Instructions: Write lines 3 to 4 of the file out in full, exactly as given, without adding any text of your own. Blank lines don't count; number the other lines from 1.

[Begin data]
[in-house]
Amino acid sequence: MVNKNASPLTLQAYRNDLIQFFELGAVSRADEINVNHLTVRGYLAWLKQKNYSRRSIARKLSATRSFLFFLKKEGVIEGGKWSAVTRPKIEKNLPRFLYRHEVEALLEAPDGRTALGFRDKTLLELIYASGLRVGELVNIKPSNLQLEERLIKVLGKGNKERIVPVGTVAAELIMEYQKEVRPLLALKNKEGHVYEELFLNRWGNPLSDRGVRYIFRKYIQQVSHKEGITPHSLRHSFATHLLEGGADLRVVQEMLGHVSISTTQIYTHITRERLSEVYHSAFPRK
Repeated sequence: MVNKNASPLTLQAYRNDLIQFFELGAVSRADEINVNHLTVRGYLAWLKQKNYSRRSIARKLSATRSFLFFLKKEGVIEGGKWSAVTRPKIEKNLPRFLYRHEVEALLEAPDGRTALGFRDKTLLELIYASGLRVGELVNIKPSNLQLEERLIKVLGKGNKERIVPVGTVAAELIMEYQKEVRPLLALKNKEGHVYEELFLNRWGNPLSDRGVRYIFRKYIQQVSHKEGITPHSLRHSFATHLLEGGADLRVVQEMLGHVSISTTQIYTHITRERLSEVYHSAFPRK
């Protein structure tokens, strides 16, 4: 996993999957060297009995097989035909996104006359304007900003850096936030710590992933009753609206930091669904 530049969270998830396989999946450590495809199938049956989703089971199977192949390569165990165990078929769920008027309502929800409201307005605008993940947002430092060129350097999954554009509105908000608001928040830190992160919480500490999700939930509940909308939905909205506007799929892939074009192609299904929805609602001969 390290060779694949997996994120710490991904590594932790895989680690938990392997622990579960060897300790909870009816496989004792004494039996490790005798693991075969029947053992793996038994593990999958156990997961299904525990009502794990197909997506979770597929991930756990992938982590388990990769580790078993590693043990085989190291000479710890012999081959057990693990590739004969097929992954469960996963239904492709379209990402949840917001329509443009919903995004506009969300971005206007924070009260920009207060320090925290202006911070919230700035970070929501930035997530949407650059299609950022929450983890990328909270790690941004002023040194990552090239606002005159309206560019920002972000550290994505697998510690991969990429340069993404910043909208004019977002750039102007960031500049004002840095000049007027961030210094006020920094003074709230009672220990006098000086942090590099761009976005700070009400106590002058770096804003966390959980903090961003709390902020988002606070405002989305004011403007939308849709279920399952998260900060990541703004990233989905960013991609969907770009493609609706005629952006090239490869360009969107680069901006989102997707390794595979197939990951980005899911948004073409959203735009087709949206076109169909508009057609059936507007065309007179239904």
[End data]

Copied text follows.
Repeated sequence: MVNKNASPLTLQAYRNDLIQFFELGAVSRADEINVNHLTVRGYLAWLKQKNYSRRSIARKLSATRSFLFFLKKEGVIEGGKWSAVTRPKIEKNLPRFLYRHEVEALLEAPDGRTALGFRDKTLLELIYASGLRVGELVNIKPSNLQLEERLIKVLGKGNKERIVPVGTVAAELIMEYQKEVRPLLALKNKEGHVYEELFLNRWGNPLSDRGVRYIFRKYIQQVSHKEGITPHSLRHSFATHLLEGGADLRVVQEMLGHVSISTTQIYTHITRERLSEVYHSAFPRK
């Protein structure tokens, strides 16, 4: 996993999957060297009995097989035909996104006359304007900003850096936030710590992933009753609206930091669904 530049969270998830396989999946450590495809199938049956989703089971199977192949390569165990165990078929769920008027309502929800409201307005605008993940947002430092060129350097999954554009509105908000608001928040830190992160919480500490999700939930509940909308939905909205506007799929892939074009192609299904929805609602001969 390290060779694949997996994120710490991904590594932790895989680690938990392997622990579960060897300790909870009816496989004792004494039996490790005798693991075969029947053992793996038994593990999958156990997961299904525990009502794990197909997506979770597929991930756990992938982590388990990769580790078993590693043990085989190291000479710890012999081959057990693990590739004969097929992954469960996963239904492709379209990402949840917001329509443009919903995004506009969300971005206007924070009260920009207060320090925290202006911070919230700035970070929501930035997530949407650059299609950022929450983890990328909270790690941004002023040194990552090239606002005159309206560019920002972000550290994505697998510690991969990429340069993404910043909208004019977002750039102007960031500049004002840095000049007027961030210094006020920094003074709230009672220990006098000086942090590099761009976005700070009400106590002058770096804003966390959980903090961003709390902020988002606070405002989305004011403007939308849709279920399952998260900060990541703004990233989905960013991609969907770009493609609706005629952006090239490869360009969107680069901006989102997707390794595979197939990951980005899911948004073409959203735009087709949206076109169909508009057609059936507007065309007179239904």